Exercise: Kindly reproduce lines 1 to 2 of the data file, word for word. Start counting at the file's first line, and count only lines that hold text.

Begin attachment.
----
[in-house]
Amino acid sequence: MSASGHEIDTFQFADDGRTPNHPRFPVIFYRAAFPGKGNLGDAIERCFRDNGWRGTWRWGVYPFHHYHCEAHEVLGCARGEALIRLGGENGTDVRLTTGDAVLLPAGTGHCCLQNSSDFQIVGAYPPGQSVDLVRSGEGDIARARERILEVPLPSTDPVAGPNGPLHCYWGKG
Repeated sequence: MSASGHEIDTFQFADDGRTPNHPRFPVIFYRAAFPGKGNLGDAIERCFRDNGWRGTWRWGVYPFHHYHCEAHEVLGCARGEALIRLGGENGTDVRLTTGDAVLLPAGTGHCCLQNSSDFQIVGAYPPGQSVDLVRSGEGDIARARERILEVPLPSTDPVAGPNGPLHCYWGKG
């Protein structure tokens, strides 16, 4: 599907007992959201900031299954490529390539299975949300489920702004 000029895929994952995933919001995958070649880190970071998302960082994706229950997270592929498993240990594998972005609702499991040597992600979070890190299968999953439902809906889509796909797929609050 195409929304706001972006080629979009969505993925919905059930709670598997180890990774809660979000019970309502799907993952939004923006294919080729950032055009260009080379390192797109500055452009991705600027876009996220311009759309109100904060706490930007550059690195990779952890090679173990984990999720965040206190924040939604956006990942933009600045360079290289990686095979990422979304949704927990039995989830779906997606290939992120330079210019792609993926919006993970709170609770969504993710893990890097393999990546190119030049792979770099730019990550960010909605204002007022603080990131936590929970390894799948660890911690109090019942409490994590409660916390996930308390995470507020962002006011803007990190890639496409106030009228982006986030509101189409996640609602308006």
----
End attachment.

[in-house]
Amino acid sequence: MSASGHEIDTFQFADDGRTPNHPRFPVIFYRAAFPGKGNLGDAIERCFRDNGWRGTWRWGVYPFHHYHCEAHEVLGCARGEALIRLGGENGTDVRLTTGDAVLLPAGTGHCCLQNSSDFQIVGAYPPGQSVDLVRSGEGDIARARERILEVPLPSTDPVAGPNGPLHCYWGKG